Well known and incredibly popular local restaurant, Urbanologi, located in Jozi’s award-winning Mad Giant brewery, has taken a bold new stride in its journey to ecosystem sustainability and upended its strategy for sourcing ingredients.
Titled ‘Project 150’ this is Urbanologi’s new culinary mantra that sees all ingredients, except spices, sourced within 150km of the city restaurant.
The popular destination is located at the ever-expanding 1 Fox Precinct, in the CBD district of Ferreirasdorp and a neighbourhood that has been revived. The vibey nearby Newtown Precinct is home to the Market Theatre, Turbine Hall & Boiler House, Ginologist Distillery, Inner-City Rooftop farming projects, and the iconic Mandela Bridge.
“Project 150 reforms how we think about farming and food,” says Urbanologi chef Jack Coetzee, who heads up the initiative. “Is Johannesburg ready for it? I certainly hope so. I know one thing for sure, it is disruptive and certainly in a good way.”
Project 150 was inspired by a desire to lend vigour to the wave of conscious living and sustainable practices around food, and to pursue culinary excellence.
“Most of the food served is unsustainable,” says Jack. “We transport fish and meat thousands of kilometres to reach the plate for the sake of demand.”
There are various reasons this happens. People refuse to eat certain food because it is seen as lower class, such as white bread gaining prominence over artisanal bread.
Jack says unsustainability has also been a result of the “commercialisation of food”, which encourages food made quickly and cheaply, and as a result, the quality of the nutrition is poor.
“To solve this problem, we need to embrace our local produce – the very stuff that makes our little corner of the globe interesting,” he declares.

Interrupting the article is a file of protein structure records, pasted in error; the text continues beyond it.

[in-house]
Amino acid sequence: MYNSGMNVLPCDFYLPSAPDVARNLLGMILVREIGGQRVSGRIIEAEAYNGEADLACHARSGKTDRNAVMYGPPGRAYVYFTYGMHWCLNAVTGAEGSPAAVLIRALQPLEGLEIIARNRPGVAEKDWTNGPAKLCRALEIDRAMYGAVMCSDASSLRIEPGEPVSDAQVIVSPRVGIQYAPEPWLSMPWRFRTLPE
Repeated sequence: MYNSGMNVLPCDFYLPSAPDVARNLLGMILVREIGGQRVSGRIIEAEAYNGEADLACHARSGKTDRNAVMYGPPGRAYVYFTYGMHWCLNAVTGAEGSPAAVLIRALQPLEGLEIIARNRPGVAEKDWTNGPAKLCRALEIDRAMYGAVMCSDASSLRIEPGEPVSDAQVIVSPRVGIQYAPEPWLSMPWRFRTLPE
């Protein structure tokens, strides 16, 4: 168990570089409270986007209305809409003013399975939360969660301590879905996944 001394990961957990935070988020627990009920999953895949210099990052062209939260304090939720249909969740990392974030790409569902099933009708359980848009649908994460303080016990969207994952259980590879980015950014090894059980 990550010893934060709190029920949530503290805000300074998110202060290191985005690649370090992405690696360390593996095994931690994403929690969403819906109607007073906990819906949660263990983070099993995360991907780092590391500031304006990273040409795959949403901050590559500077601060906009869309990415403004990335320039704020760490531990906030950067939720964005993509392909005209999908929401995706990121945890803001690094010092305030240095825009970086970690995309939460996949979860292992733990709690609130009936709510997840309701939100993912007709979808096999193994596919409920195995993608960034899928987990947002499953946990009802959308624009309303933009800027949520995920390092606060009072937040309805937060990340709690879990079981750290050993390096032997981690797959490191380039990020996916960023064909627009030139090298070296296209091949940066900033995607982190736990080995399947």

“We need to be aware of how we affect ecosystems where food is grown and that we use as a source. This responsibility falls onto chefs, the bridge between produce and consumer. It’s our job to use the menu to create markets for sustainable produce.
“I’d like to see Johannesburg become the food hub of Africa and to develop a style of cuisine that inspires creativity; for the patrons to both encourage this process as well as enjoy an elevated dining experience without being ripped off by the cancer of mediocrity.”
The reason Urbanologi settled on the 150km radius is that the area is close enough for people to relate to and helps get the message across, “yet far enough to get a wide range of produce year-round and keep the menu interesting”.
The new menu encompasses six categories that align with the slow food idea to build relationships with suppliers: Butcher, Baker, Brewer, Fishmonger, Green Grocer and Dairy. It includes the distance in kilometres that food travelled to get to the table, putting a pin on a map of where the produce comes from.
Furthermore, there’s a pursuit of zero waste. “For example, we take spent lemon halves, left over from squeezing juice, into sumac which forms a base spice for a wide range of Lebanese spice blends.”
There will be the same small plate offering guests have become accustomed to. “Passing plates around the table, sharing food with one another has a real family feel to it. We have high standards in a relaxed atmosphere.”
Urbanologi is open Mondays to Saturdays for lunch and dinner and lunch only on Sundays. For more information and reservations visit www.urbanologi.co.za, send an email to firstname.lastname@example.org or call 011 492 1399.